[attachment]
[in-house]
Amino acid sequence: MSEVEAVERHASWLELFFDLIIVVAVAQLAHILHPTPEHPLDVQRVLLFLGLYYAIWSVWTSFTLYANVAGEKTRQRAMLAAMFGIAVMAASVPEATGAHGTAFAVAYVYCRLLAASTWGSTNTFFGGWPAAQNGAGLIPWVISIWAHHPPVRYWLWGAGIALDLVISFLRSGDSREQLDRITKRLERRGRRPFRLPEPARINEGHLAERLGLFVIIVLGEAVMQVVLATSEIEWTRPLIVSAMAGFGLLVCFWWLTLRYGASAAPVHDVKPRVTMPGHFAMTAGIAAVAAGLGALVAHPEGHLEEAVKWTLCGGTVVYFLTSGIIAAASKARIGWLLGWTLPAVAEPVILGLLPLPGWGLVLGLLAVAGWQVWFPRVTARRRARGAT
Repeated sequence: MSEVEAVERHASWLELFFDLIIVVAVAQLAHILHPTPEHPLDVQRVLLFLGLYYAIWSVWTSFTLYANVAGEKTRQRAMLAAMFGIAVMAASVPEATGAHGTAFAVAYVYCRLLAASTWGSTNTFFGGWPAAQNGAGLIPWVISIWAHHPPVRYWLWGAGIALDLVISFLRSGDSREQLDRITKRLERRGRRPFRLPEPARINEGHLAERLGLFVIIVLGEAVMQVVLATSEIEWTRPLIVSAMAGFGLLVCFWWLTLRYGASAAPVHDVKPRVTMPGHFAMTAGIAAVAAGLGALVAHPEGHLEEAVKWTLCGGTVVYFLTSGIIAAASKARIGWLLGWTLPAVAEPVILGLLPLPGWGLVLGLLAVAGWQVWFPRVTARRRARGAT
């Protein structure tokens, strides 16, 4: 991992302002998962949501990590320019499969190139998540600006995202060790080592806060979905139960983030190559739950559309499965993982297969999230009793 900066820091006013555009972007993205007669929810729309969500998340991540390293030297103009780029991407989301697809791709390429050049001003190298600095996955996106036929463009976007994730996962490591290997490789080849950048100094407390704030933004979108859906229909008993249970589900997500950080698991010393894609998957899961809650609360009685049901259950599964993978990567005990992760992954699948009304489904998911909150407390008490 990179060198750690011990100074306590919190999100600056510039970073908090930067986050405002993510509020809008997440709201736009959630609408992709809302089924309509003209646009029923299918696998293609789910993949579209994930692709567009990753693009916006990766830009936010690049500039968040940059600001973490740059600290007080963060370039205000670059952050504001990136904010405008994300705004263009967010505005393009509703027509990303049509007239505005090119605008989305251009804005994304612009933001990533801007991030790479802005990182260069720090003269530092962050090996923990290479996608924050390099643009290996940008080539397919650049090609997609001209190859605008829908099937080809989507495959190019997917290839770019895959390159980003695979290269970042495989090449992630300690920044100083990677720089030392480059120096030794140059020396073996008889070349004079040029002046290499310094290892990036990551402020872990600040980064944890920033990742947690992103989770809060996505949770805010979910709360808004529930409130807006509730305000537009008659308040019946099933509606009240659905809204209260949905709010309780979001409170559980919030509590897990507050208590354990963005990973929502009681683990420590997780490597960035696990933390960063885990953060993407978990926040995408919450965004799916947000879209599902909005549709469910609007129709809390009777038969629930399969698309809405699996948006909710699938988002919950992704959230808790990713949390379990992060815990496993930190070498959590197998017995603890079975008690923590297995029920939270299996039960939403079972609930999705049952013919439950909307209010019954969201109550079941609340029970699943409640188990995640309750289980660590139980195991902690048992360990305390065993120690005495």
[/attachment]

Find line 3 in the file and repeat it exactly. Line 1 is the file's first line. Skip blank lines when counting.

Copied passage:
Repeated sequence: MSEVEAVERHASWLELFFDLIIVVAVAQLAHILHPTPEHPLDVQRVLLFLGLYYAIWSVWTSFTLYANVAGEKTRQRAMLAAMFGIAVMAASVPEATGAHGTAFAVAYVYCRLLAASTWGSTNTFFGGWPAAQNGAGLIPWVISIWAHHPPVRYWLWGAGIALDLVISFLRSGDSREQLDRITKRLERRGRRPFRLPEPARINEGHLAERLGLFVIIVLGEAVMQVVLATSEIEWTRPLIVSAMAGFGLLVCFWWLTLRYGASAAPVHDVKPRVTMPGHFAMTAGIAAVAAGLGALVAHPEGHLEEAVKWTLCGGTVVYFLTSGIIAAASKARIGWLLGWTLPAVAEPVILGLLPLPGWGLVLGLLAVAGWQVWFPRVTARRRARGAT